Farmers and environmentalists have written to MPs for support after reports that the government is backtracking on its post-Brexit plan for farmers to be paid to protect nature while producing food.
The ‘public money for public goods’ principle, which would include payments for things like soil health and clean water, has been in trial for five years under so-called Environmental Land Management schemes (ELMs), with farmers across the country helping to test and develop the new plans.
But under new Prime Minister Liz Truss, it appears Defra will now review the plan with a potential reversal back to paying farmers according to the size of their farm.
A Defra spokesperson would not initially confirm or deny to Wicked Leeks that the plans would be scrapped, but emphasised a focus on productivity. “Farmers make a brilliant contribution, producing high quality food for consumption at home and for export and now we need them to go further, as productivity gains have been flat for many years,” the spokesperson said.
But an insider at Defra told Wicked Leeks that an email sent from senior civil servant Janet Hughes, who leads on farming, tried to downplay the news, “which confirms there is change coming if nothing else”.
“Lots of our farming science, economists and high policy people are to have meetings with ministers,” the source said, adding that there is speculation that work on climate adaption for farming could now be binned. “It sounds like the desire would be to shove ELMs largely into a more Countryside Stewardship scheme,” they said.
Farmers, NGOs and campaigners are among those to take action and call on MPs to help reverse the changes.
Organic veg box company Riverford has written to the local MPs to its two main farms, asking for support in resisting any change or dilution. An open letter from chief executive, Rob Haward, said: “We were heartened to see the environment at the heart of new farming subsidies under the new Environmental Land Management Schemes (ELMs). To hear that these are to be potentially scrapped under a new drive for productivity is a shocking U-turn.
“At Riverford, we have been farming organically for 30 years, and are living proof that you can produce high quality, nutritious food on a commercial level while working in harmony with nature. These schemes would open the door for many more farmers across the UK to follow suit, at a time when we drastically need a change in how we produce food, restore nature, and address the climate crisis.”
Farmers have also taken to social media, including organic farmer George Crossley, who said: “Paying landowners according to the amount of land that they own does not incentivise food production or protection of the environment. We’ve done this before, and since then the EU and the UK’s own policy makers have worked hard to resist and reverse the impacts of farming on biodiversity loss and climate change.
“Now the government want to revert to an archaic, simplistic subsidy system based on area not positive results. All farmers need to plan; often three, six or ten years ahead. So if you’re bent on destruction (‘growth’), and reliance on foreign food, at least make up your minds so we can gorge ourselves on avocados whilst we can still afford them.”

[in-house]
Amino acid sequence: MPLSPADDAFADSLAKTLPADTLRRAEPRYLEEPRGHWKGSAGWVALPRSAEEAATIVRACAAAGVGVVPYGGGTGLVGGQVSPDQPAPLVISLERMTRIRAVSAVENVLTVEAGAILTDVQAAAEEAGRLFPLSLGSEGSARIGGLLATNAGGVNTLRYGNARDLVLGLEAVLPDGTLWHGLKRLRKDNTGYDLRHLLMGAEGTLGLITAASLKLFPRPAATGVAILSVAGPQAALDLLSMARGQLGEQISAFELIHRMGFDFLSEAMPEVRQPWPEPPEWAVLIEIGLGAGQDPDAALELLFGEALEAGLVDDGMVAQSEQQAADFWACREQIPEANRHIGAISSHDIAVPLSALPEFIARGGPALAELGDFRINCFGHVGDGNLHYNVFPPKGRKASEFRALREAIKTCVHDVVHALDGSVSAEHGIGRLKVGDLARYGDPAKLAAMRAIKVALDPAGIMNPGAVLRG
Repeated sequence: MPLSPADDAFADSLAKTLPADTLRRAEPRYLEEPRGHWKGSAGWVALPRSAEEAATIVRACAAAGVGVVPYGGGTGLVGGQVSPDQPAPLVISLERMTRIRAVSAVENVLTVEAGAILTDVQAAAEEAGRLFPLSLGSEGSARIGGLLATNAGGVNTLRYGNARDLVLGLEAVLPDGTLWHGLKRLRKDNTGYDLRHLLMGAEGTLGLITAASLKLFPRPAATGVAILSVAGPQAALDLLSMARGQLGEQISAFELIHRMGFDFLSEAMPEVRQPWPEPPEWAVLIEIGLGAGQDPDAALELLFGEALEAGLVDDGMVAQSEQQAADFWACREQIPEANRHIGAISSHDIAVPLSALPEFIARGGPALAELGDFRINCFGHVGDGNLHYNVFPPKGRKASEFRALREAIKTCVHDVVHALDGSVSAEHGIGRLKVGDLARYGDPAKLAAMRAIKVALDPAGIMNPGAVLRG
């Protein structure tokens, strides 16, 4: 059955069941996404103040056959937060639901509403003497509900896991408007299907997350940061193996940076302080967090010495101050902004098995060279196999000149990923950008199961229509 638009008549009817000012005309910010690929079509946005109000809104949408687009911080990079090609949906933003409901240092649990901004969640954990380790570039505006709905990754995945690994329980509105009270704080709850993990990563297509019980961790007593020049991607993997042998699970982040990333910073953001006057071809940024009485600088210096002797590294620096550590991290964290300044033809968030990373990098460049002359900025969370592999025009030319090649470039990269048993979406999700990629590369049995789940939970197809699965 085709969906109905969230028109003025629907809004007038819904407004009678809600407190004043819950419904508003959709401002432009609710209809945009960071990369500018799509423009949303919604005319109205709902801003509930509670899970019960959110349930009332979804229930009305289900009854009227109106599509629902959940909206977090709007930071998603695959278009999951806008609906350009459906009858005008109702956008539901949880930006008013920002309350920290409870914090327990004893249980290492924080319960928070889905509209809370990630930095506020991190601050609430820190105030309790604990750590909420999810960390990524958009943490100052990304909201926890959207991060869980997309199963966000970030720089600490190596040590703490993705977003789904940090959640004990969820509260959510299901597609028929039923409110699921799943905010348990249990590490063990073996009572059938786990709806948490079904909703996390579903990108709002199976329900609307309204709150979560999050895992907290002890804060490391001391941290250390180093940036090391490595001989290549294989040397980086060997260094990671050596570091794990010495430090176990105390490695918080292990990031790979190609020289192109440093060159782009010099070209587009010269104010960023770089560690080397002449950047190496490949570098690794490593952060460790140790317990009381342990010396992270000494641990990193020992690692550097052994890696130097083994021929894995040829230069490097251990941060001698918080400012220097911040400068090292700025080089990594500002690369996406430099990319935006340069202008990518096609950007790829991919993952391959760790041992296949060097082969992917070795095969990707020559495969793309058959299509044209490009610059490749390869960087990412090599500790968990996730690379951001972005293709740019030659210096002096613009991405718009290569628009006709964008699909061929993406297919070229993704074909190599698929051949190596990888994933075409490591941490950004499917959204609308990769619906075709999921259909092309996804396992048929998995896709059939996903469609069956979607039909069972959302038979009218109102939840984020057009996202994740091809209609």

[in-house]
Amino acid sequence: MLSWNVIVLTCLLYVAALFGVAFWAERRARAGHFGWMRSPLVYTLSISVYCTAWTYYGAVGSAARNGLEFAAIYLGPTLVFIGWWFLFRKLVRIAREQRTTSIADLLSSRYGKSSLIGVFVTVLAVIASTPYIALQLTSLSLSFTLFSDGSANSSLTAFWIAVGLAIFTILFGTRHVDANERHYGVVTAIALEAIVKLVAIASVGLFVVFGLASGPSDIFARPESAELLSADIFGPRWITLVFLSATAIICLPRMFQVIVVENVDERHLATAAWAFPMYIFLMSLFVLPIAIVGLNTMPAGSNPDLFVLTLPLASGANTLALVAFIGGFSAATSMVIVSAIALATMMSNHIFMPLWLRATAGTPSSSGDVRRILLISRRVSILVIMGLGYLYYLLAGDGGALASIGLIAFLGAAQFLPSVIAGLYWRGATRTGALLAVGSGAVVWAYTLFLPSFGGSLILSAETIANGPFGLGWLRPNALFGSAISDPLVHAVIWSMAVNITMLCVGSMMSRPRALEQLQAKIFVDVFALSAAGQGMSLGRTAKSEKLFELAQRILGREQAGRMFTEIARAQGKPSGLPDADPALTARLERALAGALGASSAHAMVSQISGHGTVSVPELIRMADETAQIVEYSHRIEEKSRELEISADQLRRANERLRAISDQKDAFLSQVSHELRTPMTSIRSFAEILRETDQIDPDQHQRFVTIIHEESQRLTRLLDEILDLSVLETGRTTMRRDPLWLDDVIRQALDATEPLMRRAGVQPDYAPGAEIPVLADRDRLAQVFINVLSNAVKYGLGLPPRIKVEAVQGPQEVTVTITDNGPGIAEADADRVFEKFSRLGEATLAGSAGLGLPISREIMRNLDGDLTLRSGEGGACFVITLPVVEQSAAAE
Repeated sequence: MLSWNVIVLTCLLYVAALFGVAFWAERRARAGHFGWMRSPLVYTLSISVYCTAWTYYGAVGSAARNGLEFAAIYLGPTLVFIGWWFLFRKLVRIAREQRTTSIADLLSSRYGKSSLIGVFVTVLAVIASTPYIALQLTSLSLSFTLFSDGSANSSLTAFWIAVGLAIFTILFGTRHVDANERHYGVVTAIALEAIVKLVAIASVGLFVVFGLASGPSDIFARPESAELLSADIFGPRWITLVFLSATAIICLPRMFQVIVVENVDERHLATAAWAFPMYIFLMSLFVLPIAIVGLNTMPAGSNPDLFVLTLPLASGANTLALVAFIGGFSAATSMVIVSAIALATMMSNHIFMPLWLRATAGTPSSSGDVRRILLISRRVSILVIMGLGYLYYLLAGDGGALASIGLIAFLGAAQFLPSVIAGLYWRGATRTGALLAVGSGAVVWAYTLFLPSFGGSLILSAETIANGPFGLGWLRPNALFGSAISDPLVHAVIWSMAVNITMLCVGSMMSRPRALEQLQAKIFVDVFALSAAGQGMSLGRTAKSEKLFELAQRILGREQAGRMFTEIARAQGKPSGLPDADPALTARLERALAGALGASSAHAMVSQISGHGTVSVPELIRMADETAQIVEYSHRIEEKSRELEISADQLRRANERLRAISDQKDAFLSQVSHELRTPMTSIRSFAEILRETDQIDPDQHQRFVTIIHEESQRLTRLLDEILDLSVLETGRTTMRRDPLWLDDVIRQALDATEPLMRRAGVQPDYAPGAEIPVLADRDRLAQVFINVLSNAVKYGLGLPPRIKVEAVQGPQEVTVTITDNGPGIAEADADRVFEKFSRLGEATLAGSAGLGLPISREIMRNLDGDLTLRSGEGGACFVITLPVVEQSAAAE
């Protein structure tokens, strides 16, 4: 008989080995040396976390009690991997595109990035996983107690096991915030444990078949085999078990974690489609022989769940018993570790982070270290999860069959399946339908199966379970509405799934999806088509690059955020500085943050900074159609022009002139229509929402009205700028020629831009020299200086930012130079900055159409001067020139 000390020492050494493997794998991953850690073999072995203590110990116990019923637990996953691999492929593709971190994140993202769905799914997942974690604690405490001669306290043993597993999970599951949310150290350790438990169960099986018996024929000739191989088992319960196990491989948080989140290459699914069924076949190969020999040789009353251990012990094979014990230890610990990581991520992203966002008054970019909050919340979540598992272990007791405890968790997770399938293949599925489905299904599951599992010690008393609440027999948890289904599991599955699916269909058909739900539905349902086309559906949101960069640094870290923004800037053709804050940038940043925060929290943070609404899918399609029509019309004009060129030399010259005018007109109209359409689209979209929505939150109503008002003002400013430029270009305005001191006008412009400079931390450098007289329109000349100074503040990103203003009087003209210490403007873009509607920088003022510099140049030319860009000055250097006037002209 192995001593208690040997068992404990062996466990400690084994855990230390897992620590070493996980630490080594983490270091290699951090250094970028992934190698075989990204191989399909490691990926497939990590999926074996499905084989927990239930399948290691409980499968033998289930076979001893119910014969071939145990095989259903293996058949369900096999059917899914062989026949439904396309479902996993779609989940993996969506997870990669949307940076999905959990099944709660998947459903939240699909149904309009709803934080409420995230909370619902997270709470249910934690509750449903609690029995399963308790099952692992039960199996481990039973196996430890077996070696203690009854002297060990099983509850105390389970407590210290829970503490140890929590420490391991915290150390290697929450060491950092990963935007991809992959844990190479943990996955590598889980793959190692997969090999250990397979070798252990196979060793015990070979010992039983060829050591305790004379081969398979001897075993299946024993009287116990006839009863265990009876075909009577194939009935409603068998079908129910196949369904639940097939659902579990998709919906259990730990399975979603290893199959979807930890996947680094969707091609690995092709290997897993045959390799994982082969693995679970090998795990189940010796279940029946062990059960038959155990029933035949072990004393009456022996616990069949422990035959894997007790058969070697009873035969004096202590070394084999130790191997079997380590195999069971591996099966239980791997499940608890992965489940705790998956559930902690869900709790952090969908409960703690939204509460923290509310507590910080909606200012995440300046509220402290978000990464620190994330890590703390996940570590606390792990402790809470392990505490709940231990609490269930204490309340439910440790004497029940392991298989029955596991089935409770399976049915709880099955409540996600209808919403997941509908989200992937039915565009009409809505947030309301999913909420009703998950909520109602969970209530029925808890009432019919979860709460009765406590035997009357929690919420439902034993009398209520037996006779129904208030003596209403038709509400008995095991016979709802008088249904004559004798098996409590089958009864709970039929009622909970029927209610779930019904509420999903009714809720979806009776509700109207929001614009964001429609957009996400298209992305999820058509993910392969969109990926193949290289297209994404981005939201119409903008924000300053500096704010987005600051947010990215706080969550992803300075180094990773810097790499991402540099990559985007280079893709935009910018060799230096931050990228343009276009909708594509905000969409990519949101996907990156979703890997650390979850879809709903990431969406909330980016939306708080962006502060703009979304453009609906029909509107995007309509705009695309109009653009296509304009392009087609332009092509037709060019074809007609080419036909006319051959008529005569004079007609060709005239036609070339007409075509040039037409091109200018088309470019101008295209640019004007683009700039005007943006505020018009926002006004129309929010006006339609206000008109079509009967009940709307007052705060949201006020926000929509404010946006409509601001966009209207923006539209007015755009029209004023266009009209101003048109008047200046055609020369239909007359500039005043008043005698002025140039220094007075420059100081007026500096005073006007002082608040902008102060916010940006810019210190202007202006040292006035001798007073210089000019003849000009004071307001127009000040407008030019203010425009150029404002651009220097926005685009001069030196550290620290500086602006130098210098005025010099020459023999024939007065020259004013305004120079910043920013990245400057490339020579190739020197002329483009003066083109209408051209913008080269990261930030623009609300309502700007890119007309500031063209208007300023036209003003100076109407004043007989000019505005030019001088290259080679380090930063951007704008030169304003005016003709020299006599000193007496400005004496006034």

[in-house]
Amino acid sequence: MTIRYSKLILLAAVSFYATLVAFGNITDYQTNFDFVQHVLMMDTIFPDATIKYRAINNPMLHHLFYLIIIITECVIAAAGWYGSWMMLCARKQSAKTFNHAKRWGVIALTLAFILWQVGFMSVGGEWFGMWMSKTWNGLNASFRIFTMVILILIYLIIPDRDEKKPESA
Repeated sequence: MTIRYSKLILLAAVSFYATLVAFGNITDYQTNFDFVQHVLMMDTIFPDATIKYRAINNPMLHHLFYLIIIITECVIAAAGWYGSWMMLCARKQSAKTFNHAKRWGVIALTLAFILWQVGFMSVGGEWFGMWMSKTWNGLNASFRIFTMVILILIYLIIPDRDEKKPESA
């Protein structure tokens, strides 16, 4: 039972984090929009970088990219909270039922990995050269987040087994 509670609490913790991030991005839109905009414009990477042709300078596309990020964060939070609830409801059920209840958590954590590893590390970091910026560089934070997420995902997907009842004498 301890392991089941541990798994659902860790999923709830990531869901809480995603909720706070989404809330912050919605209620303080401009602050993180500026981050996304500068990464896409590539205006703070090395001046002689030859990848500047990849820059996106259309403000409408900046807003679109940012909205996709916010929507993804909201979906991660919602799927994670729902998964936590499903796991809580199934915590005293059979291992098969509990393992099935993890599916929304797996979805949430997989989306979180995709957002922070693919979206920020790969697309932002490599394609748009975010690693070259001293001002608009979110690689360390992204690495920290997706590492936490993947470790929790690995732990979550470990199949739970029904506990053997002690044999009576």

Feelings have ranged from shock to despair, as Crossley pointed out it comes off the back of the government also rejecting Henry Dimbleby’s National Food Strategy, while others expressed no surprise.
Sugar beet farmer Tom Clarke said he “wasn’t surprised” ELMs have been thrown out by a new government, and that it shows how farming is now at the whim of politics.
“I’ve been saying publicly for a while that now we’re out of the EU, we are at the whim of the government more than ever before for an industry that needs long term planning. Any change in government means that ELMs could be thrown out the window tomorrow.
“This government might not last a long time, so in 18 months we could be looking at a whole different policy. This is the new normal and it doesn’t do us any good. What we need is cross party consensus or at least a settled view on what agricultural policy is for.”
Organic farmer John Pawsey said the new ELMs were helping farmers move away from agribusiness.
“I believe that when farmers are doing environmental work, they should be paid to do that work and paid a management time and not just income forgone. I think that’s right. I do believe [ELMs] is the right way forward, and I do believe it’s right to take away the basic payments,” he said.
While many agree that the new subsidy plans weren’t perfect, there is a widespread consensus that it is the rapid changes in decisions and policy that are most harmful to farmers, food production and environmental protection.
Kate Norgrove, executive director of advocacy and campaigns at WWF, said: “Farmers need certainty. Chopping and changing agricultural policy on a whim is no way to bolster UK food security.
“The UK has a golden opportunity to build up its food system resilience by accelerating the shift to nature friendly farming. The UK government’s flagship environmental land management schemes are crucial to drive this transformation, and rowing back on that ambition risks returning to a system that’s proven to fail both people and planet.”
As a result of widespread media coverage and backlash from organisations including the RSPB, National Trust and the CLA, Defra has since reiterated its position in a blog, stating: “Claims we intend to go back on our commitment to the environment are simply not right.
“We’re not scrapping the schemes,” the statement continued, but suggested instead they would be reviewed.